"I think that's been the key to our success," he added.
Kellick, who is tasked with landing sponsors, said Artpark has attracted "huge interest from regional corporations, private businesses and individuals who want to be linked with a brand like Artpark. It's been a destination for 40 years."
"For them to be able to bring their clients and guests out to these incredible concerts, with these beautiful sunsets - and no rain - is a big perk for them, too," Kellick said.
She credited Artpark & Company's staff for making Artpark worthy of its half-dozen Buffalo Spree awards for top outdoor venue.
"I think it's been amazing," Kellick said. "It certainly, for our small staff, has been a huge effort of dedication and passion. The direction of George has been remarkable. The weather luck of George has been remarkable. I think we're all very proud of it.
"I just think we sometimes look at each other like, 'Oh, wow.' It's like Mount Everest. 'How are we going to do this?' And it happens. And it happens faithfully, and happily, and we have more and more fans in love with Artpark every year."
This year, Osborne said he hopes more fans will love the Wednesday concert series.
"The Arctic Monkeys was a big get for us," he said.
The plan, Osborne revealed, is to fill the amphitheater - just as it's filled each Tuesday.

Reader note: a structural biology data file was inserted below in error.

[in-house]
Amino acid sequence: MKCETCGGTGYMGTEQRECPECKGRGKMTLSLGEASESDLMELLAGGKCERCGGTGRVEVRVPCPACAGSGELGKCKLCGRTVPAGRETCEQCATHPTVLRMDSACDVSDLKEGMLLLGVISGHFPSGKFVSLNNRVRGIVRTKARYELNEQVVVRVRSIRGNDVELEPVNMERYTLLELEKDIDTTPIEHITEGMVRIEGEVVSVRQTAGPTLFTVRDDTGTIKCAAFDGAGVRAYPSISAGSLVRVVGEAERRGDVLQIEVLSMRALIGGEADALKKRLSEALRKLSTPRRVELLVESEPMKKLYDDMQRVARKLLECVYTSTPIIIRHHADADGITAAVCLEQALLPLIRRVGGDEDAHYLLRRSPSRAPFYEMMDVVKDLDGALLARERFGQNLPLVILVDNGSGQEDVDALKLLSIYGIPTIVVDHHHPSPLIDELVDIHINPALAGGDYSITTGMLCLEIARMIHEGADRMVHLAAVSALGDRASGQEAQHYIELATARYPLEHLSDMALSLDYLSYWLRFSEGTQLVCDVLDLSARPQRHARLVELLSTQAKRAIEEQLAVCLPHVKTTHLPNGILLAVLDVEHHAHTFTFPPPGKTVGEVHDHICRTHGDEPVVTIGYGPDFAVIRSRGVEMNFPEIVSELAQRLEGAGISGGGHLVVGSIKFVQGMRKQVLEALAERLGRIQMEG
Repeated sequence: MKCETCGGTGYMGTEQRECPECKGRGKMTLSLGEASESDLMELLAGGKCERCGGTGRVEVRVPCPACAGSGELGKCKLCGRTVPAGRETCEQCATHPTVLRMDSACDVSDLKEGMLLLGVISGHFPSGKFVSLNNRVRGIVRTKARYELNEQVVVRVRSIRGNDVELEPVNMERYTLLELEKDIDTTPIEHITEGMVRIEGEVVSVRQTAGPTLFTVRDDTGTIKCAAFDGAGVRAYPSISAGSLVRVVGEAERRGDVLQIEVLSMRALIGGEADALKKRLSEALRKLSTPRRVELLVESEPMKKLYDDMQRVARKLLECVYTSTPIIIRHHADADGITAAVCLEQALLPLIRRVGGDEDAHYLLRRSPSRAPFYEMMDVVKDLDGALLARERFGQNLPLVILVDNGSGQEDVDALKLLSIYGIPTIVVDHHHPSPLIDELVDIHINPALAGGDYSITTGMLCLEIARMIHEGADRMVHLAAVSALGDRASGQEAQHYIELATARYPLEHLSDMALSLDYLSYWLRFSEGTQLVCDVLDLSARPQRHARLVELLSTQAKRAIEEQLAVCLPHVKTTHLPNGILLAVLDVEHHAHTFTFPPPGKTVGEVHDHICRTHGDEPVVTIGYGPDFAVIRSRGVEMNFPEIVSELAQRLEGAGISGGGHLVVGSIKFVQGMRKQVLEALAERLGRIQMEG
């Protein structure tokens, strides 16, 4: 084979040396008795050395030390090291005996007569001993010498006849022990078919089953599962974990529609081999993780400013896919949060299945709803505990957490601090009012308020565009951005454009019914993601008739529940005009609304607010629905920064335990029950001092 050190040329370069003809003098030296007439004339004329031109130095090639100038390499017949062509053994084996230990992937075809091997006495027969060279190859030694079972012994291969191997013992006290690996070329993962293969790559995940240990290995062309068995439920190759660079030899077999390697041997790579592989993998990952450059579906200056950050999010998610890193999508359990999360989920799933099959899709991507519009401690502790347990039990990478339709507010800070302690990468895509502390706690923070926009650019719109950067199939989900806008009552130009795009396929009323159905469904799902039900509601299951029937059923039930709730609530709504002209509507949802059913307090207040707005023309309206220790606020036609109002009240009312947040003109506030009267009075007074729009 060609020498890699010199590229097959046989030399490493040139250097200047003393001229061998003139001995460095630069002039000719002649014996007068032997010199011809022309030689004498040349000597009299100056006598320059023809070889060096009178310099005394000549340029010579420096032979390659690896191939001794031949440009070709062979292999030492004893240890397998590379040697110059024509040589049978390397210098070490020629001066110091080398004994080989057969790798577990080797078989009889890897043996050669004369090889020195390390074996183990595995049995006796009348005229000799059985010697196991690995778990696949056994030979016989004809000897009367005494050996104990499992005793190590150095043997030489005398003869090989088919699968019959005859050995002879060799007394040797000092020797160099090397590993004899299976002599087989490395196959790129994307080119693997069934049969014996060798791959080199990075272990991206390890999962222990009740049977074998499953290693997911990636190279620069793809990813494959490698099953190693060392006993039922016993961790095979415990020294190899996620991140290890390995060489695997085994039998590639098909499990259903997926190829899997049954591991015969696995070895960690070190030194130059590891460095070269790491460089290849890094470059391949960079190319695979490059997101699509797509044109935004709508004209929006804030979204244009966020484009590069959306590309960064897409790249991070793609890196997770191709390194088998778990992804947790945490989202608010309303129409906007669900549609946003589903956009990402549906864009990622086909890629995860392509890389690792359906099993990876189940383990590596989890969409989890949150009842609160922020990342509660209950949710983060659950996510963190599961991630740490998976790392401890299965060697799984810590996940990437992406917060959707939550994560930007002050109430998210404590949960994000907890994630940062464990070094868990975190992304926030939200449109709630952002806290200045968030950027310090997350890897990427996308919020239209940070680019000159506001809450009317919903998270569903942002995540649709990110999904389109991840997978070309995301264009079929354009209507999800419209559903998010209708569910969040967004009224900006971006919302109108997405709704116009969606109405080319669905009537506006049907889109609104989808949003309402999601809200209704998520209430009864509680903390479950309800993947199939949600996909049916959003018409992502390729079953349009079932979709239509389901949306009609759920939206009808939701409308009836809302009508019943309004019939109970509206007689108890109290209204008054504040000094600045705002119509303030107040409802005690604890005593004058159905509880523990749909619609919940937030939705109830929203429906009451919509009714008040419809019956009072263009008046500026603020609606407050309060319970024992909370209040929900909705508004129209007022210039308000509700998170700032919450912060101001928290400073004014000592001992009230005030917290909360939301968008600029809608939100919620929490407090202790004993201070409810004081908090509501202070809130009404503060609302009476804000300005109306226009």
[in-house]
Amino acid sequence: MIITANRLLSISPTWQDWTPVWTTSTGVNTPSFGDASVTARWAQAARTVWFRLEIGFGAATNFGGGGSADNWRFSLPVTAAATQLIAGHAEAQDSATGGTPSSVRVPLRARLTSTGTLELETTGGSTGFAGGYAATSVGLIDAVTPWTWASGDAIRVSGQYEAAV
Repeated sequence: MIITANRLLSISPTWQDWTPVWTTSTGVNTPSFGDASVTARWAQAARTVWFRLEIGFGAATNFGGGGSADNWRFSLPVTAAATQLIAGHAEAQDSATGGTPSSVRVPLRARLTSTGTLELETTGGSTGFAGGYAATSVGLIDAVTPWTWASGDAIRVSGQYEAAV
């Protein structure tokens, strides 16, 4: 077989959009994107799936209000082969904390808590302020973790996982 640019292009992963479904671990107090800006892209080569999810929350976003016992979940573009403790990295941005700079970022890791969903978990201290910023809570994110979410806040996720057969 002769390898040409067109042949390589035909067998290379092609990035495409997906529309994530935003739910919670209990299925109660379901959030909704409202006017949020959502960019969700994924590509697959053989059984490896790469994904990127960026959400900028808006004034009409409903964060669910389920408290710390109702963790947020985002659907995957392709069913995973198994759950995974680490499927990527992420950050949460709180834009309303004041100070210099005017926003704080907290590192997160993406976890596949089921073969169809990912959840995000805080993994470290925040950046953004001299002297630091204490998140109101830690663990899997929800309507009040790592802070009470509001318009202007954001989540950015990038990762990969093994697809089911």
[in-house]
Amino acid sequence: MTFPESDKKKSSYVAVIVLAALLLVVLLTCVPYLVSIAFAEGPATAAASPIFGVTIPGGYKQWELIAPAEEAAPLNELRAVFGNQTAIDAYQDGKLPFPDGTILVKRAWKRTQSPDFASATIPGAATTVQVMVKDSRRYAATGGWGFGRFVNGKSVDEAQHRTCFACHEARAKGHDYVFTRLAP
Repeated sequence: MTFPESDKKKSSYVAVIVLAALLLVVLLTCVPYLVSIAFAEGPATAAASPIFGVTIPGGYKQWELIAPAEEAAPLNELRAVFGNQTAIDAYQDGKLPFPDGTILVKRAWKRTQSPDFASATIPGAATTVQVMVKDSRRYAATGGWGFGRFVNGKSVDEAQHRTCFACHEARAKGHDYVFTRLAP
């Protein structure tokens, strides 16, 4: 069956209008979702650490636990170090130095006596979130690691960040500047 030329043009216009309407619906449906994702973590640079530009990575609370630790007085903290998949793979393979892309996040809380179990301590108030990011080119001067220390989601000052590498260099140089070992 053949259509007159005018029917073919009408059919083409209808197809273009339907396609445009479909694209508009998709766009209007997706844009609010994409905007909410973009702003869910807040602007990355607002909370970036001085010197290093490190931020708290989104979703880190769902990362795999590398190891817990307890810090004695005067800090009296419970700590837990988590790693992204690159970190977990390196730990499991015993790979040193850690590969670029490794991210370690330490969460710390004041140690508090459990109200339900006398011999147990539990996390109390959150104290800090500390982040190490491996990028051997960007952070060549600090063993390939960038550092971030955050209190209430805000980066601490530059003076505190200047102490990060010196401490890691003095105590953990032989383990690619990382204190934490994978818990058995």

"Our goal is to get all bands to that level," he said. Osborne added, "This is a true test case this year. We've doubled the budget for Wednesdays. The quality of acts across the board will be better than it's ever been on Wednesday night. Let's see what the response is."
In general, Artpark & Company wants to attract a younger audience than what it's had in previous seasons.
"We feel - the board of directors of Artpark & Company, and myself and other key players - is we have to do some shows for younger people," Osborne said.
In an effort to appeal to more 20- and 30-something music lovers, "This year, we're bringing in a couple of things that are a little different," he said. "We've tried to move more into the '80s and maybe even into the '90s."
The 12-week "Tuesday in the Park" concert series is slated to begin June 10. Tickets for three of those shows will go on sale March 28.
"We're working hard," Kellick said. "We can't wait for all the snow to melt, because under the snow there's green grass - and it's waiting for people in their flip-flops to come sit on it and have another great summer. So let's start the countdown!"